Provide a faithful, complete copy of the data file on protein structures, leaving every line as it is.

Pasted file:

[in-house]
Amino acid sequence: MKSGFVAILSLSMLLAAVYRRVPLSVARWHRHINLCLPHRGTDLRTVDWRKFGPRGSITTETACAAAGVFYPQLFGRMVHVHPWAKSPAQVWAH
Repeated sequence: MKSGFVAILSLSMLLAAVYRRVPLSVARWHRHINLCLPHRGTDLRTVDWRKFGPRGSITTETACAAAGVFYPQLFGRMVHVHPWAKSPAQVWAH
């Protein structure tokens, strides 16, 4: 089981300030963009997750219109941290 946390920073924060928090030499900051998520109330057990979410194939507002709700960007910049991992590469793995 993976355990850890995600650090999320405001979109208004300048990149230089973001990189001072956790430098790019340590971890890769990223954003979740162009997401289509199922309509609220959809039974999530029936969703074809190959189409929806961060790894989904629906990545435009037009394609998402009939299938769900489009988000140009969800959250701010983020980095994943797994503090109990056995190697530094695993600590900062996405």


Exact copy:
[in-house]
Amino acid sequence: MKSGFVAILSLSMLLAAVYRRVPLSVARWHRHINLCLPHRGTDLRTVDWRKFGPRGSITTETACAAAGVFYPQLFGRMVHVHPWAKSPAQVWAH
Repeated sequence: MKSGFVAILSLSMLLAAVYRRVPLSVARWHRHINLCLPHRGTDLRTVDWRKFGPRGSITTETACAAAGVFYPQLFGRMVHVHPWAKSPAQVWAH
């Protein structure tokens, strides 16, 4: 089981300030963009997750219109941290 946390920073924060928090030499900051998520109330057990979410194939507002709700960007910049991992590469793995 993976355990850890995600650090999320405001979109208004300048990149230089973001990189001072956790430098790019340590971890890769990223954003979740162009997401289509199922309509609220959809039974999530029936969703074809190959189409929806961060790894989904629906990545435009037009394609998402009939299938769900489009988000140009969800959250701010983020980095994943797994503090109990056995190697530094695993600590900062996405």